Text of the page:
The key feature of proper squatting technique is the ability to maintain a neutral spine throughout the movement. This becomes even more challenging if you’re trying to squat below parallel, and the difficulty that many people have with this only serves to perpetuate the myth that squatting is bad for your back. You may also have observed some really strong lifters performing a squat with a rounded back, which further complicates the issue. While it’s one thing to sacrifice a little bit of form when going for a near maximum-effort lift, this exception doesn’t apply to you if you’re not squatting triple your bodyweight, or if you’re still learning how to squat. Quality of movement should take precedence over the quantity of the resistance being moved.
This doesn’t mean that the lumbar spine should never move into flexion or hyperextension. But it’s probably wise to avoid extreme end ranges of motion when you’re supporting a …Read this post >>
Whether you want to run faster, jump higher, throw farther or play harder, you will need to move through an optimal range of motion to meet your performance objective. Flexibility is therefore an important factor in displays of physical performance along with strength, endurance, balance, agility and other fitness qualities. Static stretching may not be able to prevent injury or muscle soreness, but there’s no doubt about its usefulness when it comes to enhancing flexibility. Having said that, there are no universal requirements for flexibility, so the potential value of stretching must be evaluated in terms of individual needs and goals as well as any inherent limitations of stretching itself.
In that light, it’s worth examining the available evidence to determine if static stretching has any potentially negative effects on performance before engaging or continuing in a dedicated stretching program. Specifically, there are a few issues to consider: 1) the immediate short-term effects of stretching, …Read this post >>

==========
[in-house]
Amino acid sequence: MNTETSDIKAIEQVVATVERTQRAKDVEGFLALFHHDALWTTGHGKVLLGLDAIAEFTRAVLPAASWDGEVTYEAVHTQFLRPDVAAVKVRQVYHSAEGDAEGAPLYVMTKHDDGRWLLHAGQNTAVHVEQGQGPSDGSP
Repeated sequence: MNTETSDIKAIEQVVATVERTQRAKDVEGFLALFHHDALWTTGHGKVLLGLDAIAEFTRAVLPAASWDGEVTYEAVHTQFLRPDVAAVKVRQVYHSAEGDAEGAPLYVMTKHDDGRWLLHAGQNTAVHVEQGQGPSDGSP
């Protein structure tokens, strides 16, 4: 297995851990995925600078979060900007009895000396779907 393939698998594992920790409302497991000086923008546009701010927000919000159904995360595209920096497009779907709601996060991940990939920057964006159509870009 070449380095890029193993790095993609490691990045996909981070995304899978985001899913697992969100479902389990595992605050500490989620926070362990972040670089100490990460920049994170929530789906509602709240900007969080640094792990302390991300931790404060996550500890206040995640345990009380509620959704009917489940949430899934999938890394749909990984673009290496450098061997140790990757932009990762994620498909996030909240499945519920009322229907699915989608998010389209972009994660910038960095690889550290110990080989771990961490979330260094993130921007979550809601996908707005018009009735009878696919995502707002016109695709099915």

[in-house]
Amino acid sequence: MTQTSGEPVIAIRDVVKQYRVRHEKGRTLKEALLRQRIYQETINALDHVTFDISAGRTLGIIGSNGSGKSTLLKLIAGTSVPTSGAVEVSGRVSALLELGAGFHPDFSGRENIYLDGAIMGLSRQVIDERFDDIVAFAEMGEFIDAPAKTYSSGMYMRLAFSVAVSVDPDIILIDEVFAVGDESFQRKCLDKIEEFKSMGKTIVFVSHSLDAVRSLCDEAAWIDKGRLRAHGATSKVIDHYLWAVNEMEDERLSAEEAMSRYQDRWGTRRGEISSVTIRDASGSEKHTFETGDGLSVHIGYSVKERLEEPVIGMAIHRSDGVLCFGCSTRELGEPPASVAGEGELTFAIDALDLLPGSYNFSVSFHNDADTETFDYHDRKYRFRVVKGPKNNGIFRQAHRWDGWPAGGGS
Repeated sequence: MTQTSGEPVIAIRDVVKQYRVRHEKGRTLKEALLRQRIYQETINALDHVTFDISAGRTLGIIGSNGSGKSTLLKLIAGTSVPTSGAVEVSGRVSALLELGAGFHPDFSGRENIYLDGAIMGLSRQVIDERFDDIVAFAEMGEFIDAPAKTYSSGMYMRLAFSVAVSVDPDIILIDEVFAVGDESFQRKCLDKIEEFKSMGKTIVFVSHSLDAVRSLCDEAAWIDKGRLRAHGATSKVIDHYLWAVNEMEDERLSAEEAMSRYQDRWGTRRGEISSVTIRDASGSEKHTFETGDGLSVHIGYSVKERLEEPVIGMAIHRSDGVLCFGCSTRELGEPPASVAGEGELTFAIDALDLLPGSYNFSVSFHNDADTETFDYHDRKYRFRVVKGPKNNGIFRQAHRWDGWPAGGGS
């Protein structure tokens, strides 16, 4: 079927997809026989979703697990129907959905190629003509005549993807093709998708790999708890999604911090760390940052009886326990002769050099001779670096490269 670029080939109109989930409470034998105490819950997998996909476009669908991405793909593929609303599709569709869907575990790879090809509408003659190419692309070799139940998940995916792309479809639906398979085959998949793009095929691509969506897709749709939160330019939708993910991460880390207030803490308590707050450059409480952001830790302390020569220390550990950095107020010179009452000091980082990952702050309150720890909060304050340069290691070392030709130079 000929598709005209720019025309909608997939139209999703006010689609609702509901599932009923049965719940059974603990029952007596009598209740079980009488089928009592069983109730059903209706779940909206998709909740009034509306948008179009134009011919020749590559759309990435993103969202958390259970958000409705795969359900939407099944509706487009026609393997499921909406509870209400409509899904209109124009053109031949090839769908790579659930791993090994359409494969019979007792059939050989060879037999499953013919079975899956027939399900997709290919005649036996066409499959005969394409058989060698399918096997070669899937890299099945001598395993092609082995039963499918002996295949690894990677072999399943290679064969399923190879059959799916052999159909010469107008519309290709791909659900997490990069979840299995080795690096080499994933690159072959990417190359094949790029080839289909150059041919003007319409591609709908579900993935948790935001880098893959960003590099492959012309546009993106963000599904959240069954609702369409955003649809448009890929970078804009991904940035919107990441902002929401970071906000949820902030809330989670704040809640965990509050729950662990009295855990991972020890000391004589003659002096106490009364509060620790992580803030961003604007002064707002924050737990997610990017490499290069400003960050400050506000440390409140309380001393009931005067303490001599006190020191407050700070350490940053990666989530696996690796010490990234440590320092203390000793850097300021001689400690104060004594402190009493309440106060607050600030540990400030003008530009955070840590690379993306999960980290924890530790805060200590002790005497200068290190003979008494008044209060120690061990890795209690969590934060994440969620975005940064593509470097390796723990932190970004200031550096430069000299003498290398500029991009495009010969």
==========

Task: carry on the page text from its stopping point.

Stretching may not be able to prevent acute injury, but what about ordinary muscle soreness that sometimes occurs as a result of physical activity, otherwise known as Delayed Onset Muscle Soreness, or DOMS? Just about everyone has had at least some experience with DOMS. After finishing a workout session without any noticeable discomfort, you develop increasing soreness and stiffness which peaks anywhere between 24-72 hours and then gradually subsides over the next couple of days. In the early 1960′s, researchers believed that exercise-induced muscle soreness was the result of restricted blood flow due to muscle spasm, and that normal blood flow could be restored to the muscle by stretching.
By the mid 1980′s, the muscle spasm theory was discredited but stretching continues to be recommended for the prevention and treatment of DOMS.Regardless of the actual mechanisms involved in producing DOMS, can stretching prevent or at least reduce exercise-induced muscle soreness? Again, rather than relying on …Read this post >>
Injury prevention is one of the most common goals of stretching, and many people regularly stretch before physical activity with the explicit goal of reducing their injury risk. In the meantime, a growing body of evidence has been calling many of the supposed benefits of stretching into question for the majority of the population. This may go against popular opinion in the health and fitness industries, as well as contradict what many in the public might consider as common sense, but there is turning out to be little credibility to the claim that stretching will prevent injuries.